Obama’s end-run around the nuclear non-proliferation treaty

Featured image In an article for Forbes, Harold Furchtgott-Roth argues that President Obama’s executive agreement with Iran violates and/or modifies the Nuclear Non-Proliferation Treaty of 1969. Thus, it cannot lawfully take effect without true congressional approval (as opposed to the process established by the Corker-Cardin legislation). Furchtgott-Roth’s article appeared about a month ago, but has only recently come to my attention. It is axiomatic, I should think, that an executive agreement cannot »

More twists and turns in Hillary’s email saga

Featured image On Friday, things began heating up again in the legal proceedings regarding Hillary Clinton’s emails. Readers will recall the Judge Emmet Sullivan, a federal district court judge in Washington, D.C., had ordered the State Department to ask Clinton, her former Chief of Staff Cheryl Mills, and her former Deputy Chief of Staff Huma Abedin to personally vouch that they’d turned over all records responsive to a Freedom of Information Act »

Report: Investigation of Hillary is a “criminal probe”

Featured image The New York Post reports that the FBI investigation into former Secretary of State Hillary Rodham Clinton’s unsecured e-mail account is a criminal probe. The Post’s source said, “It’s definitely a criminal probe; I’m not sure why they’re not calling it a criminal probe.” Me neither, but I can guess. The source explained that the Justice Department and the FBI can conduct civil investigations in limited circumstances, but that’s not »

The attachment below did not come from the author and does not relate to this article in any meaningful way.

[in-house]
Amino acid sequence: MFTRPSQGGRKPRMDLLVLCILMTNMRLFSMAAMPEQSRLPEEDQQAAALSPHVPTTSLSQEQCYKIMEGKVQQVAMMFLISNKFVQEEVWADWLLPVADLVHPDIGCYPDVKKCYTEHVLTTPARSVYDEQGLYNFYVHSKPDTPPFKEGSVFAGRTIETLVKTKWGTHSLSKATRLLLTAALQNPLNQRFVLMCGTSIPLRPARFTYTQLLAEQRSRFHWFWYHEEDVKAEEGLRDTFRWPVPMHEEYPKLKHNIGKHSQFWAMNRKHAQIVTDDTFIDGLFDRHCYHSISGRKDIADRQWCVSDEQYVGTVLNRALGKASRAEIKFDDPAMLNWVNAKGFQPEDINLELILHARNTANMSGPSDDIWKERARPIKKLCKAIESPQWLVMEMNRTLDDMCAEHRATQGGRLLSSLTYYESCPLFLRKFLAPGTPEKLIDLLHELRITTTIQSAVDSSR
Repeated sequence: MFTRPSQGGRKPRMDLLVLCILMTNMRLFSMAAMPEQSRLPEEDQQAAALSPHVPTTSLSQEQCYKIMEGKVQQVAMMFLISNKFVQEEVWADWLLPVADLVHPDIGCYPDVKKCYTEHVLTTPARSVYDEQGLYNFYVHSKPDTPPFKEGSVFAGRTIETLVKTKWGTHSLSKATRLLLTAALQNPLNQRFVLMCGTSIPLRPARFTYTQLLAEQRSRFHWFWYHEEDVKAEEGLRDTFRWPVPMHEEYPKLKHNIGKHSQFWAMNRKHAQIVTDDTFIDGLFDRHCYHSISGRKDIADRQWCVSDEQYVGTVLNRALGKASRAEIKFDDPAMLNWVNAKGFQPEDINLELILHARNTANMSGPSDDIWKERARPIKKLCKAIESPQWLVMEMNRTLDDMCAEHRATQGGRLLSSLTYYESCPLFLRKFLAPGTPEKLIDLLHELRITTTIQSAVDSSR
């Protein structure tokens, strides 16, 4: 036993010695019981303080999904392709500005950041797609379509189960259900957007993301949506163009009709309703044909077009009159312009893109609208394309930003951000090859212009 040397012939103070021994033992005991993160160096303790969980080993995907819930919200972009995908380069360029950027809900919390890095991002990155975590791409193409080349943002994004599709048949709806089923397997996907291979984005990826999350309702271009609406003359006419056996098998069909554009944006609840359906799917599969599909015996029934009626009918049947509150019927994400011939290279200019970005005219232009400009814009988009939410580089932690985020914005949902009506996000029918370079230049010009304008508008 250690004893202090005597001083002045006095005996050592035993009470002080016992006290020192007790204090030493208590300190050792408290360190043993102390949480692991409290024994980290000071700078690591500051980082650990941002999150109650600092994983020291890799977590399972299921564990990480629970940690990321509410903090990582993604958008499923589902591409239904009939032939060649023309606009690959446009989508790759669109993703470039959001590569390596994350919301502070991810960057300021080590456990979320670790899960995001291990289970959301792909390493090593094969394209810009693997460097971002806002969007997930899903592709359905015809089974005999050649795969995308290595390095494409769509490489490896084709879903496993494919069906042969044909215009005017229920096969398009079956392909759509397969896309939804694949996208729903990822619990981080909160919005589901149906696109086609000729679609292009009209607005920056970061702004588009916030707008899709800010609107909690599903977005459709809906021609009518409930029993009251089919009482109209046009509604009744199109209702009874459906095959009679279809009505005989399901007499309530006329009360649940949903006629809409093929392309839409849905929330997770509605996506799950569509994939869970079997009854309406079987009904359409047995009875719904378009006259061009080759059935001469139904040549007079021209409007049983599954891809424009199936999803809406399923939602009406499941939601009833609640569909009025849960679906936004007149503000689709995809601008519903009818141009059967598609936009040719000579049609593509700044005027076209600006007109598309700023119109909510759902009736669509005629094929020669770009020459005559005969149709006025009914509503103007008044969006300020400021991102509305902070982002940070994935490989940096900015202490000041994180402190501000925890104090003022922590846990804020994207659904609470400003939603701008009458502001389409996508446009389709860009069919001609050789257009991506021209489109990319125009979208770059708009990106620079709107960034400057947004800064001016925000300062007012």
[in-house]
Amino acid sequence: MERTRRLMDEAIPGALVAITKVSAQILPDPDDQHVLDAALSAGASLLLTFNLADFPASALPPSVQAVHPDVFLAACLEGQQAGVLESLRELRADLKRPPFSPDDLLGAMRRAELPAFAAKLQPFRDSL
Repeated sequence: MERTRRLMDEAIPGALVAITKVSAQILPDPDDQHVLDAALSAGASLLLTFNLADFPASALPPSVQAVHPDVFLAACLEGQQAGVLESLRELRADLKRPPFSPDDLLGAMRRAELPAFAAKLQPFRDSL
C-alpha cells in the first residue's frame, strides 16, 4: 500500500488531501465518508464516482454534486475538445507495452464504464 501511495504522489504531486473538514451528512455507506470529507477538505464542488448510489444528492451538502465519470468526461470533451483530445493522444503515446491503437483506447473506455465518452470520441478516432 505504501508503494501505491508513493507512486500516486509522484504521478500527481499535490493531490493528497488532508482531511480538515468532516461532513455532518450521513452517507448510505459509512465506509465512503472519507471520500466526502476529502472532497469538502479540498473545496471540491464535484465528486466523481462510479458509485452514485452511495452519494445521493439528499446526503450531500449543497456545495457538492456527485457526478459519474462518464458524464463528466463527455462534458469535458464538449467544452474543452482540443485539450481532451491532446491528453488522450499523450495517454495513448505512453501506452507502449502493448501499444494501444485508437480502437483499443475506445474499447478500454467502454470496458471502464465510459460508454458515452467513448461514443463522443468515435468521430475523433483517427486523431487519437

The Judiciary Below the Water Line

Featured image Decisions of the Supreme Court understandably get a lot of attention, but what about the decisions of the Circuit Courts of Appeals, not to mention District Court and state appellate courts? Their decisions are often very important to the evolution of case law, but receive much less attention and often don’t get appealed successfully to the Supreme Court (except, it would seem, for the 9th Circuit Court of Appeals because »

Kerry refuses to commit to follow U.S. law on sanctions

Featured image John Kerry testified today before the House Foreign Relations Committee about the Iran deal. I watched only a small portion of it. The debate, though very important, is becoming stale. For me, the most interesting moment occurred when Rep. Brad Sherman, a Democrat from California, asked Kerry whether, if Congress disapproves of the agreement and overrides President Obama’s veto of its disapproval, the administration would follow the law regarding what »

With Justice Alito

Featured image In his new Conversation, Bill Kristol sits down with Supreme Court Associate Justice Samuel Alito (video below). We proudly published Justice Alito’s review of Michael Paulsen’s new book on the Constitution here this past April. It is good to have the opportunity to hear him speak off the bench at length on matters of interest and importance. The video is posted in full and broken into chapters here; the transcript »

Good news from Wisconsin

Featured image The Wisconsin Supreme Court has put an end to the John Doe investigation tormenting conservative activists in the state. This particular show featured the true face of contemporary liberalism. Litigation stalled the show. Despite exposure preeminently by the Wall Street Journal — but also by National Review and others — as a tyrannical monstrosity, the show persisted. Bill Jacobson has excerpted and posted the Wisconsin Supreme Court opinion here. The »

Judge Kozinski is not amused

Featured image In its Notable and Quotable space on the editorial page this morning, the Wall Street Journal excerpts Ninth Circuit Judge Alex Kozinski’s preface to the Georgetown Law Journal’s “Annual Review of Criminal Procedure” (2015). The Journal notes that Judge Kozinski “writes in the preface about the 2008 federal case against Republican Sen. Ted Stevens, who died in 2010.” Judge Kozinski looks back in anger: Senator Stevens was charged with corruption »